DEM’s Dividend Yield Is at Global Financial Crisis Levels
I’ll just get right to it: in the history of our dataset, we have no record of the WisdomTree Emerging Markets High Dividend Fund (DEM) offering a dividend yield as large as what it has been posting in recent months. It’s showing a backward-looking 10.6% yield in our Digital Portfolio Developer tool.
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Meantime, using the trailing yield, we have no record of it having this large of a gap relative to the MSCI Emerging Markets Index, nor do we have any precedent for it being this much higher than the yield on the S&P 500.
In figure 1, I put the yellow circles on DEM's previous record high yield, around 10%, which came in October 2008. Recall that Lehman Brothers collapsed in the prior month.
Figure 1: DEM’s Dividend Yield
The thing about the 10.6% trailing yield is it captures some anomalies in the Energy patch, the best example being a 59% dividend yield on Petrobras, which comprises 3.4% of DEM. We found that the median analyst estimated yield on that firm is 15%.
DEM Needs the Dollar to Behave
For DEM and other emerging equity funds to work out, we will need the greenback to abide. Though it wouldn’t be the first time a strong currency got stronger, USD is so expensive that doing so will be an uphill climb. Its real effective exchange rate (REER) revisited its 2001 peak a few months ago.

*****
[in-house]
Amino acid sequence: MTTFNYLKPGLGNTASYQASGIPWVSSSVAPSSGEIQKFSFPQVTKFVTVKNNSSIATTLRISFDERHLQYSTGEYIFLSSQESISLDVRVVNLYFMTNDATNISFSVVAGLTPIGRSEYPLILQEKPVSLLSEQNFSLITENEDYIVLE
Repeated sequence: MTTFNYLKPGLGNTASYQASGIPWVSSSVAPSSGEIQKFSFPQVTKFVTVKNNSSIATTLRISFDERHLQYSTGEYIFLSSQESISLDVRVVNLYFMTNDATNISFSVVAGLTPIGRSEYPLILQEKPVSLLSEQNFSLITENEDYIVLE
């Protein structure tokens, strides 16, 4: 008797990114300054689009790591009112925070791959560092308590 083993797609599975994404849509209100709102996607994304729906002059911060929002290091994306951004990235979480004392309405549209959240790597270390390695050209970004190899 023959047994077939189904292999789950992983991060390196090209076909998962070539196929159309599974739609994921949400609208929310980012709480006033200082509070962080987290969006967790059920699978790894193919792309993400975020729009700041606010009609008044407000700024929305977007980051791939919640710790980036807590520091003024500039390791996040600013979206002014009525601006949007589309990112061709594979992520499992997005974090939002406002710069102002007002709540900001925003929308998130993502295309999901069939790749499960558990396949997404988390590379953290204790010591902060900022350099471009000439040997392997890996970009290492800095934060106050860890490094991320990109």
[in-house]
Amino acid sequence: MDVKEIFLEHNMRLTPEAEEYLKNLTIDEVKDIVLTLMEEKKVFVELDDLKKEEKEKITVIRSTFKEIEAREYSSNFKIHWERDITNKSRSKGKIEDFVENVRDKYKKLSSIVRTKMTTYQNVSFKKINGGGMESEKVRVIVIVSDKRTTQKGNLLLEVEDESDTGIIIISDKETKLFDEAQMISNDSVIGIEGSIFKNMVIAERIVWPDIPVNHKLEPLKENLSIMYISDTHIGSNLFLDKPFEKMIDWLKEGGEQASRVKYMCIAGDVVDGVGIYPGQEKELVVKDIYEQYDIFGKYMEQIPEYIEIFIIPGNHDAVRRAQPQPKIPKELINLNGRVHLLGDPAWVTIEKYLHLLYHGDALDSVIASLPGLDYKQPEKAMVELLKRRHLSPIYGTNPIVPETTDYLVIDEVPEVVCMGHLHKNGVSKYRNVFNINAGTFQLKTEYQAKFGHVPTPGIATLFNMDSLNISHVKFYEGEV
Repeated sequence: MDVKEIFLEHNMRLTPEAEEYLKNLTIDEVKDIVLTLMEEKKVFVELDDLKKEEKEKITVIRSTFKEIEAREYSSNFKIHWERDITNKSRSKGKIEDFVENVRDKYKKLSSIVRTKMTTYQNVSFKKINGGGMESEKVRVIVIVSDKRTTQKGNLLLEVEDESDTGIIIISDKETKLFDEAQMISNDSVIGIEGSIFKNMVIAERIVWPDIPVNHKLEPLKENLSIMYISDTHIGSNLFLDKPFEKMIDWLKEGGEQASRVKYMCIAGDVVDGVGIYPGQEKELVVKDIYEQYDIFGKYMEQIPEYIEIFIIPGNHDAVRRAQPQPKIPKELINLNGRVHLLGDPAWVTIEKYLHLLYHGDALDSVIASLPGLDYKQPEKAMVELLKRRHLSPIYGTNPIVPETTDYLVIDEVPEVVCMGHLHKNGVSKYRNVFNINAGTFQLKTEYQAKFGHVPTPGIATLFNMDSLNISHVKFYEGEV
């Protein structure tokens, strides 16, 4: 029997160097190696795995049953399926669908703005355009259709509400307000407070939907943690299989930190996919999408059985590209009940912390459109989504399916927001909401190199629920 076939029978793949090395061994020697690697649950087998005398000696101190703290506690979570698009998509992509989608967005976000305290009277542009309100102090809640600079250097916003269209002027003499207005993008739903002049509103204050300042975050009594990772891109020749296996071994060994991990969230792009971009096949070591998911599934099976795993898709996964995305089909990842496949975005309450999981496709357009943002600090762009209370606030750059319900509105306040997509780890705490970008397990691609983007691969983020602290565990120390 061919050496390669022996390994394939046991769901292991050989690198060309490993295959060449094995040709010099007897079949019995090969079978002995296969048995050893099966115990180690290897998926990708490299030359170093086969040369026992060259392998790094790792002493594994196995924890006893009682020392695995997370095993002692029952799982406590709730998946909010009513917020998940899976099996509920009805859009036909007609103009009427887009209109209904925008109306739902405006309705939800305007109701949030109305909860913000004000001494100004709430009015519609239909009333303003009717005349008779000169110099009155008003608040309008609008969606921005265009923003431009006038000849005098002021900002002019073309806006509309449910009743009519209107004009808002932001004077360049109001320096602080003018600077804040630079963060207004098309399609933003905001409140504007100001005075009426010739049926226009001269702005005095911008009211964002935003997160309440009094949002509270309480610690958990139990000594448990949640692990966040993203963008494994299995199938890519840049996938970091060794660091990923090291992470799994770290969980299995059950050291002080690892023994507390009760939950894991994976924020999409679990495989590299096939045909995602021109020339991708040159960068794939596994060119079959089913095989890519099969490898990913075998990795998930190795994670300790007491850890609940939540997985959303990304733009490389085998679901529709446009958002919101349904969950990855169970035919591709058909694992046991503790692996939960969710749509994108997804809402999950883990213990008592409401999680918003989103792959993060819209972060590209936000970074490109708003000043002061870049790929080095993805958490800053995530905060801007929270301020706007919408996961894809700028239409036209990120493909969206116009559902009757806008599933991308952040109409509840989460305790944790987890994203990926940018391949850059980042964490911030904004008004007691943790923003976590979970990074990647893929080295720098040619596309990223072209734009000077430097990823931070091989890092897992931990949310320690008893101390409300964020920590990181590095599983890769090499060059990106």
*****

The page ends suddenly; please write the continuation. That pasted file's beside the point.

Figure 2 shows what happened after 2001.
Figure 2: Emerging Markets Value Stocks Are Beating U.S. Growth Stocks Again
Things to Know about DEM
We recently surpassed $2 billion in this one, which you should treat as a classic deep-value fund. To call it a “hunt for yield” fund is appropriate. To be long DEM, you should agree with the thesis that has the market “on” dividends and “off” groups such as biotech and unprofitable story stocks. We believe DEM is for a classic value investor.
If you run DEM through the Digital Portfolio Developer Fund Comparison tool, type in MXEF for the MSCI Emerging Markets Index and “500” to bring up the S&P 500. That will let you replicate the first chart in this blog post while also presenting a deeper look at a ton of fundamental information.
Unless otherwise stated, all data as of 12/31/22.
Important Risks and Disclosure Related to this Article
This material must be preceded or accompanied by a prospectus.
There are risks associated with investing, including the possible loss of principal. Foreign investing involves special risks, such as risk of loss from currency fluctuation or political or economic uncertainty. Funds focusing on a single sector generally experience greater price volatility. Investments in emerging, offshore or frontier markets are generally less liquid and less efficient than investments in developed markets and are subject to additional risks, such as risks of adverse governmental regulation, intervention and political developments. Due to the investment strategy of this Fund, it may make higher capital gain distributions than other ETFs. Dividends are not guaranteed, and a company currently paying dividends may cease paying dividends at any time. Please read the Fund’s prospectus for specific details regarding the Fund’s risk profile.